Two-Year Investigation Leads to Super Bowl Party Raid
Posted on: February 12, 2013, 07:53h.
Last updated on: February 15, 2013, 02:31h.
A total sum of $2.5 million in hard cash was recently seized in a Supper Bowl party raid in the Greater Toronto Area and London, Ontario, after Canadian police arrested Hells Angels member William Miller, along with five other individuals, for connection with an online sports betting operation following a two-year investigation.
The illegal organisation was a credit betting shop which had been in operation for almost ten years, and used a website to place illegal wagers whilst all hard money handling was carried out in person in the Greater Toronto Area.
The Super Bow party raid saw the individuals were arrested at a banquet hall in Markham , Ontario , and now face charges of bookmaking, participating in or contributing to an activity of a criminal organisation, keeping a common betting house and conspiracy. Officers interrupted the festivities of a Super Bowl party, allegedly thrown by organised crime groups attended by around 2,300 people, in order to make the arrests during the second quarter of the game.
The long preceding investigation was carried out by the Combined Forces Special Enforcement Unit, which includes the Royal Canadian Mounted Police, the Ontario Provincial Police, and a number of local police departments also.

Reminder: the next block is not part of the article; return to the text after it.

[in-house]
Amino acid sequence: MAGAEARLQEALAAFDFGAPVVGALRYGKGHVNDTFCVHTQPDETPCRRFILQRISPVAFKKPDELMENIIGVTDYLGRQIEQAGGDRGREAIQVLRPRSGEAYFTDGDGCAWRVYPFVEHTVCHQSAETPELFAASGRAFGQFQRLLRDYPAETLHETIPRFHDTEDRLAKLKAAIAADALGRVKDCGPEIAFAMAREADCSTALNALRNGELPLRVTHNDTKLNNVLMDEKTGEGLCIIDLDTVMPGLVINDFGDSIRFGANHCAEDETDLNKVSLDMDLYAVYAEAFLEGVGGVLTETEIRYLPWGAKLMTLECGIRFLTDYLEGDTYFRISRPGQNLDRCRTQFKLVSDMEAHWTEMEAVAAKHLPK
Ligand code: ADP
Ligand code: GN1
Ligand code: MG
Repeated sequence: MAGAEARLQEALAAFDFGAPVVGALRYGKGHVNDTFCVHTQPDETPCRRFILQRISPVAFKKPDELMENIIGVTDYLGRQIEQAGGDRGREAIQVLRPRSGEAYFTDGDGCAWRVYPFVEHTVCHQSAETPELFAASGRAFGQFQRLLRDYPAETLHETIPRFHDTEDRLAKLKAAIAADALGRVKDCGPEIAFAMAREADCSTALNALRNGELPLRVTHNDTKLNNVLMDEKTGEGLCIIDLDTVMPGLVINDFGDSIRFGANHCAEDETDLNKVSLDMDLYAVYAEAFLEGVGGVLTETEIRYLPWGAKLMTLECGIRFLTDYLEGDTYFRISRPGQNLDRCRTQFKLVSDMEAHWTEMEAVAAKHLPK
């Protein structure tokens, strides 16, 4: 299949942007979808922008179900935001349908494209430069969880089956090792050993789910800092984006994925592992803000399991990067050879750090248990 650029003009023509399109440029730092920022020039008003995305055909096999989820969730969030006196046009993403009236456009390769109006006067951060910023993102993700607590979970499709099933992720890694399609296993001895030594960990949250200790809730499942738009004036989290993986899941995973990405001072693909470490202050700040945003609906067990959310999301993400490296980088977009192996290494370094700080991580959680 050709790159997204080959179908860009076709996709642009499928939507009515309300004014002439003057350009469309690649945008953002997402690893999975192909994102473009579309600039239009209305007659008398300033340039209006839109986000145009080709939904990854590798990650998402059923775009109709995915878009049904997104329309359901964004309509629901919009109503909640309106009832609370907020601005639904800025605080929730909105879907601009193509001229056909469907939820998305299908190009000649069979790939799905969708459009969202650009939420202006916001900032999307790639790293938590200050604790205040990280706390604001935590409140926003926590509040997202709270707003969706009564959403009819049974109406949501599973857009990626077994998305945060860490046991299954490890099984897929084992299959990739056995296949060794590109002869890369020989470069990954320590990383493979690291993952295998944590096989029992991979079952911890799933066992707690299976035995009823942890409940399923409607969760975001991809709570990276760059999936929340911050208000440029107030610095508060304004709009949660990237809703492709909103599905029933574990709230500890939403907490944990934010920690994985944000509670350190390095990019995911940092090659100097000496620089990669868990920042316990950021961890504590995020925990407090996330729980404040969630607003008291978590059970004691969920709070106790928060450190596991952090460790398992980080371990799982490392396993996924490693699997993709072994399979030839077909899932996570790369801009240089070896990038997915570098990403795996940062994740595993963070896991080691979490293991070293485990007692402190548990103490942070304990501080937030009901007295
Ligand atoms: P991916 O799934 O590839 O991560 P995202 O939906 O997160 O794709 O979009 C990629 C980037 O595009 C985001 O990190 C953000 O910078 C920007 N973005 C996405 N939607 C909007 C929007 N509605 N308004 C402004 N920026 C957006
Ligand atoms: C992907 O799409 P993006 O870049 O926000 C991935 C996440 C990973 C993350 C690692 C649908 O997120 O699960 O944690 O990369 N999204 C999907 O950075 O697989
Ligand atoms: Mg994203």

After obtaining a Canadian court order under the Mutual Legal Assistance Treaty between Canada and America, Police also seized the Washington-registered web domain PatinumSB.com, on which onlookers now see a Royal Canadian Mounted Police seizure notice, much like many domains which have been seized by US law enforcement.
The web domain itself was based in Costa Rica, but was registered via Washington-based Enom Inc, as America is home to the Internet Corporation for Assigned Names and Numbers which supervises all .com domains. Officials involved in the investigation have stated that those administering the domain or housing the server name have done nothing wrong, and have in fact cooperated at every stage of the investigation.
20 computers were also seized at the event under suspicion that these had been in place to enable those attending the Super Bowl party to place wagers on the game, despite some partygoers stating that they saw no gambling taking place.
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